The data overwhelm is REAL for retailers. With so many opportunities to track metrics, it can be hard to pick and choose which data points are the most important. Many times this can lead to us not using the data to our benefit at ALL - which means we’re running our online stores based on reflexes and assumptions, rather than actual proven data. (#NotGood)
We recently launched 2 free learning tools on our website to encourage you to start tracking data (by setting up Google Analytics and setting up the Facebook Pixel), but we don’t want to just leave it at that. We want to show you exactly what data points you should be keeping an eye on.
First and foremost, you should be tracking these in a spreadsheet at the end of each month (no messy formulas or crazy equations necessary if that overwhelms you further - though they do help to better analyze the data). The key thing here is just getting the data written down to be able to see month-over-month and year-over-year how different data points are changing.
It’s important to keep an eye on your traffic and how it changes month-to-month. Don’t just track your overall traffic, though, be sure to include data on where the traffic is coming from (Is it mainly from social media channels? Direct? Search?). Knowing this can help you to strategize where to put your time and energy.
For example, if you’re not getting a lot of search-driven traffic, you may want to analyze your site for search engine optimization and even start releasing a few blogs. You may even want to consider running some search engine ads.
You may be getting a lot of traffic to your store, but how does that relate to your revenue? Are customers converting once they get to your site and making a purchase? The average conversion rate in the U.S. is 2.63% (though this varies by industry). Check your stats - are you above or below this? How can you improve the customer’s experience from arrival to checkout? If your conversion rate is low, you may even want to consider updating your site design to be more user-friendly or running a re-targeting ad to bring those leads back to your store to complete that purchase.
This helps you to track customer loyalty and therefore your customer experience. You don’t just want to track the percentage of returning customers, but also how many of those returning customers make a purchase. This will help you understand if they’re coming back to your site to window shop and possibly not purchase, or if they’re coming back because they had a great experience/loved your product/are back to buy more.
If you find customers aren’t returning to make a purchase, there are a few things you can do. First, analyze your customer experience from start-to-finish. What does it look like when they’re browsing? Is it easy to navigate the site? What’s the checkout process like? After they make a purchase, what type of communication do they receive? Do you have order confirmation and order tracking emails set up?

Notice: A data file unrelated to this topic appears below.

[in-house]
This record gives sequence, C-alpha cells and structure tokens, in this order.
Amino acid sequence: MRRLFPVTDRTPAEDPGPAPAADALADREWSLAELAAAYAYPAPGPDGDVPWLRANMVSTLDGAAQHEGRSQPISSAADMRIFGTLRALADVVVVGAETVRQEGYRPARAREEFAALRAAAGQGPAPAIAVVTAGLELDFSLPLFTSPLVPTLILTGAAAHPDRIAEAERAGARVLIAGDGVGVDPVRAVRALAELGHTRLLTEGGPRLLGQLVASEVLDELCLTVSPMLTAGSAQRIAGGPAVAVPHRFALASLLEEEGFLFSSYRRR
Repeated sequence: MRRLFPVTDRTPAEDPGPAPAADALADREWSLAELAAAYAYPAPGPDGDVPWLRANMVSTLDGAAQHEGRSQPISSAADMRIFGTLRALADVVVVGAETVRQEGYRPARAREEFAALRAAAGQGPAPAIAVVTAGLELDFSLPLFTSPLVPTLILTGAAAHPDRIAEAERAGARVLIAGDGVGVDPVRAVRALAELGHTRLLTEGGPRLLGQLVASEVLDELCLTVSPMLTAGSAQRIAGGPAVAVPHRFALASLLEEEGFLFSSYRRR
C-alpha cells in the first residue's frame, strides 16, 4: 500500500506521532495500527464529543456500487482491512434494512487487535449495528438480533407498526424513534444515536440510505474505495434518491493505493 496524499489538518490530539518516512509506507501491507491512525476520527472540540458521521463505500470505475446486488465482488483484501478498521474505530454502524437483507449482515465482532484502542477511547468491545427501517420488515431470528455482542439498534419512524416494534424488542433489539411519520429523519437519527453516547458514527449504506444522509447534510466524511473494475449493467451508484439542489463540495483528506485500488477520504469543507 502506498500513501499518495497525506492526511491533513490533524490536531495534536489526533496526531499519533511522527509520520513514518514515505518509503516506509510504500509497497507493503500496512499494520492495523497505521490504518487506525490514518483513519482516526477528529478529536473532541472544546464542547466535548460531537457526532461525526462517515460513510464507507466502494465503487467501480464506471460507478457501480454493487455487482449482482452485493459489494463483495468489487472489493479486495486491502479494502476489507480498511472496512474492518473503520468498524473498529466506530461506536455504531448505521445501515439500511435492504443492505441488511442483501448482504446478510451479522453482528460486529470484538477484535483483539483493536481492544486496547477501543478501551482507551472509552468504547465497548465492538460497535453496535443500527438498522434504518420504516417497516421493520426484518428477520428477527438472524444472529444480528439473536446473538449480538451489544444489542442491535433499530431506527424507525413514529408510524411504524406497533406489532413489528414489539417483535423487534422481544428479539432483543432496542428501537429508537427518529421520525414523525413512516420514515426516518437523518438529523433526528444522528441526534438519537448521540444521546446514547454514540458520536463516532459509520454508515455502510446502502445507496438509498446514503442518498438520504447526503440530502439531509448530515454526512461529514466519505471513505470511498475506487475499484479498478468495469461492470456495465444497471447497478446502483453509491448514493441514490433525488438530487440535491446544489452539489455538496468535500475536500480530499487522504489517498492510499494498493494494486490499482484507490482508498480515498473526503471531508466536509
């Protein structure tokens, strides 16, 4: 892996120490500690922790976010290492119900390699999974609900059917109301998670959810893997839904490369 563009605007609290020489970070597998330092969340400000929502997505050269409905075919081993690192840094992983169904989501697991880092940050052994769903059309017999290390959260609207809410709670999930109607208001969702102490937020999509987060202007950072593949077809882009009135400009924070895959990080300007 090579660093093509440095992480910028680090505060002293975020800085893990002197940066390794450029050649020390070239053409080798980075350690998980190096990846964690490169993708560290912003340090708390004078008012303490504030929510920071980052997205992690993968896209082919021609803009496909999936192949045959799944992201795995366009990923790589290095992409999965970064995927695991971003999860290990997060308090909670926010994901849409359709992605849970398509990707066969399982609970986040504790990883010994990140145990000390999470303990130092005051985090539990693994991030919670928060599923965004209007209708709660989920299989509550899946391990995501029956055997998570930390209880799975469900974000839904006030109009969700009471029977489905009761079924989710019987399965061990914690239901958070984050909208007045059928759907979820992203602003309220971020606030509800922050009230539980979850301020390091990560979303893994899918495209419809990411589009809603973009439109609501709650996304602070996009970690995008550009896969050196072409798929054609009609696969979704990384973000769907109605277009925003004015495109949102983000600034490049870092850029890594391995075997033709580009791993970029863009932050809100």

One of our favorite ways to increase return customers coming back for a purchase is to set up an automated email that triggers 30-60 days after they made their purchase offering them a discount code on their next purchase. It targets them at just the right time and gives them an incentive to come back. This can be done through email services like Mailchimp or others that allow automation (shoot an email over to us if you want to see a tutorial on this soon!)
We didn’t put just revenue here, as we’ve seen so many stores focus simply on revenue. While revenue is a huge, huge factor in the success of a store, it’s important that you also recognize that this is not your profit.
There are so many factors that go into your expenses - and you need to have a spreadsheet to track these. Consider product cost, shipping materials, platform fees (like Shopify or PayPal), email services, return/refunds (and more shipping costs), bank/processing fees, and more. This list isn’t to scare you - but we want you to know how EXTREMELY important being aware of your expenses is.
Make a spreadsheet where you list all of your expenses (by product and in general) to figure out exactly how much you are bringing in in PROFIT each month after you figure out revenue minus expenses. This will also help you when you go to run a promotion or sale to figure out what your bottom line is for breaking even. Otherwise you could be pricing your products below their profitability point and actually losing money (#nightmare).
There are so many data points you can track, but not all of them are created equal. Start by tracking the above data and let it guide you through your decision-making. Once you get more comfortable with this data, you can start including even further data in your analytics.
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